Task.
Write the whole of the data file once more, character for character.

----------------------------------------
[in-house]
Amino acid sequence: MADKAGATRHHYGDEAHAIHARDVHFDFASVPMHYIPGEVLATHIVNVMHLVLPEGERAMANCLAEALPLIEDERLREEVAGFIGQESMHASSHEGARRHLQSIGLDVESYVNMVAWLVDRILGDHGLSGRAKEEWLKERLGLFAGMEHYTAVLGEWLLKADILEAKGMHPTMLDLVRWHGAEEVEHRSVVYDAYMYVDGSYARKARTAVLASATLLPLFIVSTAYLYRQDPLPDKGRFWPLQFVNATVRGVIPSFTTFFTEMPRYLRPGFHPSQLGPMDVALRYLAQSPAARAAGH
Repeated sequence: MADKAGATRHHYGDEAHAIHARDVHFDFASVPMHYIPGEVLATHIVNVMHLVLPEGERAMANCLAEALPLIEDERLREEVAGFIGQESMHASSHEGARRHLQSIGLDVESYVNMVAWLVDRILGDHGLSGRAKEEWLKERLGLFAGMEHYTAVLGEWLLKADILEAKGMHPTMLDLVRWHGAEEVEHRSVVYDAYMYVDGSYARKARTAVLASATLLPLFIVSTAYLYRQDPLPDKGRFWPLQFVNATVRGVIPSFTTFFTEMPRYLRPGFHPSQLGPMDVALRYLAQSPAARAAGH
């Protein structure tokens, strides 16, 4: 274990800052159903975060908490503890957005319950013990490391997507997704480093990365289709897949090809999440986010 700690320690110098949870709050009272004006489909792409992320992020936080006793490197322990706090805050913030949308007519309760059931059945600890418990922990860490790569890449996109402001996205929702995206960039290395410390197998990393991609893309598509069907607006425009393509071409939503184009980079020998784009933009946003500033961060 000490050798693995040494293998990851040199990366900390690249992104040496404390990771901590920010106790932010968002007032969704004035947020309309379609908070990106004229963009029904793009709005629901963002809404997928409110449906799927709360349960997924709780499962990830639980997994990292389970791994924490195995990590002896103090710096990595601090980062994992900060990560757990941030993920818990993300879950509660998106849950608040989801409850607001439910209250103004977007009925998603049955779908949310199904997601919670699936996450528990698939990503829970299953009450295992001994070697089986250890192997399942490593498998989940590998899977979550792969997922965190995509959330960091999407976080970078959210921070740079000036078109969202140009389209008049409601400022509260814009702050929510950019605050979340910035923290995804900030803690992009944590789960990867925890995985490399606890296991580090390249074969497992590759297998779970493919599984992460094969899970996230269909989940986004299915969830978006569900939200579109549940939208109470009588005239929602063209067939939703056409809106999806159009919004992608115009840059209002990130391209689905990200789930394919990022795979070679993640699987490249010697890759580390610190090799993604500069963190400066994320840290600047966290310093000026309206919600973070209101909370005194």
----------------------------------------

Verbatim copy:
[in-house]
Amino acid sequence: MADKAGATRHHYGDEAHAIHARDVHFDFASVPMHYIPGEVLATHIVNVMHLVLPEGERAMANCLAEALPLIEDERLREEVAGFIGQESMHASSHEGARRHLQSIGLDVESYVNMVAWLVDRILGDHGLSGRAKEEWLKERLGLFAGMEHYTAVLGEWLLKADILEAKGMHPTMLDLVRWHGAEEVEHRSVVYDAYMYVDGSYARKARTAVLASATLLPLFIVSTAYLYRQDPLPDKGRFWPLQFVNATVRGVIPSFTTFFTEMPRYLRPGFHPSQLGPMDVALRYLAQSPAARAAGH
Repeated sequence: MADKAGATRHHYGDEAHAIHARDVHFDFASVPMHYIPGEVLATHIVNVMHLVLPEGERAMANCLAEALPLIEDERLREEVAGFIGQESMHASSHEGARRHLQSIGLDVESYVNMVAWLVDRILGDHGLSGRAKEEWLKERLGLFAGMEHYTAVLGEWLLKADILEAKGMHPTMLDLVRWHGAEEVEHRSVVYDAYMYVDGSYARKARTAVLASATLLPLFIVSTAYLYRQDPLPDKGRFWPLQFVNATVRGVIPSFTTFFTEMPRYLRPGFHPSQLGPMDVALRYLAQSPAARAAGH
């Protein structure tokens, strides 16, 4: 274990800052159903975060908490503890957005319950013990490391997507997704480093990365289709897949090809999440986010 700690320690110098949870709050009272004006489909792409992320992020936080006793490197322990706090805050913030949308007519309760059931059945600890418990922990860490790569890449996109402001996205929702995206960039290395410390197998990393991609893309598509069907607006425009393509071409939503184009980079020998784009933009946003500033961060 000490050798693995040494293998990851040199990366900390690249992104040496404390990771901590920010106790932010968002007032969704004035947020309309379609908070990106004229963009029904793009709005629901963002809404997928409110449906799927709360349960997924709780499962990830639980997994990292389970791994924490195995990590002896103090710096990595601090980062994992900060990560757990941030993920818990993300879950509660998106849950608040989801409850607001439910209250103004977007009925998603049955779908949310199904997601919670699936996450528990698939990503829970299953009450295992001994070697089986250890192997399942490593498998989940590998899977979550792969997922965190995509959330960091999407976080970078959210921070740079000036078109969202140009389209008049409601400022509260814009702050929510950019605050979340910035923290995804900030803690992009944590789960990867925890995985490399606890296991580090390249074969497992590759297998779970493919599984992460094969899970996230269909989940986004299915969830978006569900939200579109549940939208109470009588005239929602063209067939939703056409809106999806159009919004992608115009840059209002990130391209689905990200789930394919990022795979070679993640699987490249010697890759580390610190090799993604500069963190400066994320840290600047966290310093000026309206919600973070209101909370005194």